Under the version of the Act examined by the Taylor decision, the Tribunal could only make an order referred to in s. 53(2)(a) of the Act after finding a s. 13 complaint substantiated. Thus, a person who engaged in this form of discriminatory practice could only be ordered to cease that practice (commonly referred to as a “cease and desist order”) and take measures in consultation with the Commission to prevent the same or similar practice from occurring in the future. In 1998 (S.C. 1998, c. 9, s. 28), s. 54(1) was replaced with a provision stating that the Tribunal could not only issue a s. 53(2)(a) order, but it could now also order a respondent
• where the discrimination was wilful or reckless, to compensate a victim who was secifically [sic] identified in the hate message with special compensation of up to $20,000, pursuant to s. 53(3), and
• to pay a penalty of up to $10,000.
How do these changes compare with the remedial provisions of HRCMA? HRCMA‘s remedy provision, section 32(1), provides as follows:
32(1) A human rights panel
(a) shall, if it finds that a complaint is without merit, order that the complaint be dismissed, and
(b) may, if it finds that a complaint has merit in whole or in part, order the person against whom the finding was made to do any or all of the following:
(i) to cease the contravention complained of;
(ii) to refrain in the future from committing the same or any similar contravention;
(iii) to make available to the person dealt with contrary to this Act the rights, opportunities or privileges that person was denied contrary to this Act;
(iv) to compensate the person dealt with contrary to this Act for all or any part of any wages or income lost or expenses incurred by reason of the contravention of this Act;
(v) to take any other action the panel considers proper to place the person dealt with contrary to this Act in the position the person would have been in but for the contravention of this Act.
Notably, there is no authority in the HRCMA for a Panel to impose a penalty on the respondent, although damages awards are commonly made under section 32(1)(iv) and (v). Orders to pay damages, however, do not undermine the remedial nature of the legislation, nor do they support a criminal characterization of the legislation. The remedies available under section 32(1) of the HRCMA do not go as far as those in the CHRA, and may more easily be seen as minimally impairing freedom of expression. This was the stage at which the CHRA failed the section 1 justification test in Warman v. Lemire.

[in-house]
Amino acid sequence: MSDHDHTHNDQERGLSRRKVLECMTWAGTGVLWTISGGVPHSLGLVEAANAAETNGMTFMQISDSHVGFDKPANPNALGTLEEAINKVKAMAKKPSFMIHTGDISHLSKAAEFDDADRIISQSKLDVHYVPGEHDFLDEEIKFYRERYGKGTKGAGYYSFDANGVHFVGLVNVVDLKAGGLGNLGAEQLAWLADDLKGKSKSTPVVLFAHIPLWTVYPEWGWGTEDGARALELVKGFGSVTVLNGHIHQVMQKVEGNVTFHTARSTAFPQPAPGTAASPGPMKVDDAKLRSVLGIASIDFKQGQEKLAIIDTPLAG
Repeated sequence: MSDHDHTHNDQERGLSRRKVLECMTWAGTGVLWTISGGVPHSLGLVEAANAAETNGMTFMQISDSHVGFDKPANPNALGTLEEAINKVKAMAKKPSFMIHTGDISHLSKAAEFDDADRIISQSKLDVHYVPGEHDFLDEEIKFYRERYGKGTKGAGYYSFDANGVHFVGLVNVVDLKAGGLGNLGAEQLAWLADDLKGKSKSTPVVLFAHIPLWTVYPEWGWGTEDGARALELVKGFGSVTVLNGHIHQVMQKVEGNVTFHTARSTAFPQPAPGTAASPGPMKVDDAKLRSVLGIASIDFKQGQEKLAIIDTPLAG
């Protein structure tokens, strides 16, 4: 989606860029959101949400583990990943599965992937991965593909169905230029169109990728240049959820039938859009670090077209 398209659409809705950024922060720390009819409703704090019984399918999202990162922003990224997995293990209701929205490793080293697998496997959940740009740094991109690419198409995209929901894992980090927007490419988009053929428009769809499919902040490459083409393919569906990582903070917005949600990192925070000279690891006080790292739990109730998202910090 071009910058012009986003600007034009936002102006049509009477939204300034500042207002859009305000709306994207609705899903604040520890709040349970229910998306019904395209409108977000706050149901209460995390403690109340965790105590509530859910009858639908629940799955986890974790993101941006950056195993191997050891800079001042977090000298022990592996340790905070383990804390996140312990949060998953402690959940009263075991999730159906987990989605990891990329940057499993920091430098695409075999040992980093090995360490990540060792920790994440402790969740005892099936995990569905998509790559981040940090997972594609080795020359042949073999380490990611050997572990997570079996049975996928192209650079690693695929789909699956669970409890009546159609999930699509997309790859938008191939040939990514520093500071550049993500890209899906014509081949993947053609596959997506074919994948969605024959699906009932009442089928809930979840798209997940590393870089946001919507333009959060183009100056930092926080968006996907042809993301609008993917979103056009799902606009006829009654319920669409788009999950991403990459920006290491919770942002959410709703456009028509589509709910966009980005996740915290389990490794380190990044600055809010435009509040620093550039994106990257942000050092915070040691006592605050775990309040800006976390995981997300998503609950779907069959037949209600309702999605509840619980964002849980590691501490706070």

There is another issue that the Warman v. Lemire and Boissoin v. Lund cases raise, and that is their implications for the Criminal Code prohibition against hate speech. It must be recalled that this provision was upheld in Keegstra by a slim 4:3 majority. Further, one of the majority’s arguments for upholding the constitutionality of a criminal law against hate speech was that it would be reserved for the most serious cases – less serious cases could be dealt with under human rights legislation. As noted by Chief Justice Brian Dickson for the majority in Keegstra (at para 131):
… the state has the option of responding to hate propaganda by acting under either the Criminal Code or human rights provisions. In my view, having both avenues of redress at the state’s disposal is justified in a free and democratic society. I see no reason to assume that the state will always utilize the most severe tool at hand, namely, the criminal law, to prevent the dissemination of hate propaganda. Where use of the sanction provided by s. 319(2) is imprudent, employing human rights legislation may be the more attractive route to take, but there may equally be circumstances in which the more confrontational response of criminal prosecution is best suited to punish a recalcitrant hate-monger. To send out a strong message of condemnation, both reinforcing the values underlying s. 319(2) and deterring the few individuals who would harm target group members and the larger community by intentionally communicating hate propaganda, will occasionally require use of the criminal law.
If the hate speech provisions in human rights legislation are struck down, the issues in Keegstra surrounding the constitutionality of the criminal provisions against hate speech may be revisited as well. And even if the criminal provisions are upheld, the elimination of human rights protections against hate speech would deprive governments of more conciliatory and less draconian ways of dealing with this social problem.